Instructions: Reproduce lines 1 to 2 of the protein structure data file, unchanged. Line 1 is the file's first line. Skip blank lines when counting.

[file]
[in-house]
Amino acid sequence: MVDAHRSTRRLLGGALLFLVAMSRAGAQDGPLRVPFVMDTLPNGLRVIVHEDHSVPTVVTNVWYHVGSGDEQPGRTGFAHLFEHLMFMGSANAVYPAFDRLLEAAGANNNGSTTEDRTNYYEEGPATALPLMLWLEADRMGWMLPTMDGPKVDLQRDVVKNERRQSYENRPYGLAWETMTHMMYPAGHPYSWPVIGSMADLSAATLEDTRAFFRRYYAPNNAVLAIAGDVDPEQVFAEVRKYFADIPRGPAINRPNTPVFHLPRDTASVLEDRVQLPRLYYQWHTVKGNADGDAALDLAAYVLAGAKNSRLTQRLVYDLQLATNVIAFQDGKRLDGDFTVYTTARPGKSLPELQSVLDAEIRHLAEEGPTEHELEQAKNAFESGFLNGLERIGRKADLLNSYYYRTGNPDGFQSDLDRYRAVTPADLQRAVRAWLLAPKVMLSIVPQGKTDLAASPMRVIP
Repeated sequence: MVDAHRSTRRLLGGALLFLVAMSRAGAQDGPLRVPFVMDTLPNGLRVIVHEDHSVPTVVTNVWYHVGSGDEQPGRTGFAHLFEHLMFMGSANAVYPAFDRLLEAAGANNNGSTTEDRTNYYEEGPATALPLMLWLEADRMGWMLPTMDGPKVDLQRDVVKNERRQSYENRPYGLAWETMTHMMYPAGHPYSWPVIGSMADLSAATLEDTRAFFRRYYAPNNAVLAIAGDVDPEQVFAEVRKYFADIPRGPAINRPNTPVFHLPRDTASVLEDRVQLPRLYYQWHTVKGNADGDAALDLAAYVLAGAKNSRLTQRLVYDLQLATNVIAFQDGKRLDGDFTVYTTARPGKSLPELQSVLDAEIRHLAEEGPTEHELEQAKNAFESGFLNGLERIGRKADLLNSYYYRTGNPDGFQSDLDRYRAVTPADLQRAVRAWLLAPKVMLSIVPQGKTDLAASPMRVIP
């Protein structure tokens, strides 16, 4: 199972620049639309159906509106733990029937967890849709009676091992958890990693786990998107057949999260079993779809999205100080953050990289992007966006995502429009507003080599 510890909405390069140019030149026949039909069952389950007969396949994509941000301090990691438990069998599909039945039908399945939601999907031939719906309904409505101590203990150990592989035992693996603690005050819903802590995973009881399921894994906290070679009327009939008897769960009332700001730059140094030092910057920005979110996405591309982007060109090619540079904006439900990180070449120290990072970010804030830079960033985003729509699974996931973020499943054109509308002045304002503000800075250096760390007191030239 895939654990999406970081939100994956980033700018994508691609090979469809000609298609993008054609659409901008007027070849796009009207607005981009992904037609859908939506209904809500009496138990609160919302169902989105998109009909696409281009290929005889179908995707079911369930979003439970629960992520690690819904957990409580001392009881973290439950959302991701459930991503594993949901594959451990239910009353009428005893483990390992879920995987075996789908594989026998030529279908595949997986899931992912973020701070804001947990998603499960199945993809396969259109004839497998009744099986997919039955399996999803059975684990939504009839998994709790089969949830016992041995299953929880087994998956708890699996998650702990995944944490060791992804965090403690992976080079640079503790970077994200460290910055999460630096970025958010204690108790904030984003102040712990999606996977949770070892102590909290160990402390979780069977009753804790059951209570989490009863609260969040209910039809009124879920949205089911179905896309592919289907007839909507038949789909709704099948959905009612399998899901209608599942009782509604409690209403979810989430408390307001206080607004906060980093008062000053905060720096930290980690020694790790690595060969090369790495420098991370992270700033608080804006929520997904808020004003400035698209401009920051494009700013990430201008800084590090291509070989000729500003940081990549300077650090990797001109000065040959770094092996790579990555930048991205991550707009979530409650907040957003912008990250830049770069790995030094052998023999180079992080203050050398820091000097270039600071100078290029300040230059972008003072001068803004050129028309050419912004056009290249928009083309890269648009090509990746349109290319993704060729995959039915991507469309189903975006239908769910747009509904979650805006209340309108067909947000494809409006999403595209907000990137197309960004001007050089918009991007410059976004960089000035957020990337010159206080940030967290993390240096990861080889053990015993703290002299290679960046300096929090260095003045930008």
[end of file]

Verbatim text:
[in-house]
Amino acid sequence: MVDAHRSTRRLLGGALLFLVAMSRAGAQDGPLRVPFVMDTLPNGLRVIVHEDHSVPTVVTNVWYHVGSGDEQPGRTGFAHLFEHLMFMGSANAVYPAFDRLLEAAGANNNGSTTEDRTNYYEEGPATALPLMLWLEADRMGWMLPTMDGPKVDLQRDVVKNERRQSYENRPYGLAWETMTHMMYPAGHPYSWPVIGSMADLSAATLEDTRAFFRRYYAPNNAVLAIAGDVDPEQVFAEVRKYFADIPRGPAINRPNTPVFHLPRDTASVLEDRVQLPRLYYQWHTVKGNADGDAALDLAAYVLAGAKNSRLTQRLVYDLQLATNVIAFQDGKRLDGDFTVYTTARPGKSLPELQSVLDAEIRHLAEEGPTEHELEQAKNAFESGFLNGLERIGRKADLLNSYYYRTGNPDGFQSDLDRYRAVTPADLQRAVRAWLLAPKVMLSIVPQGKTDLAASPMRVIP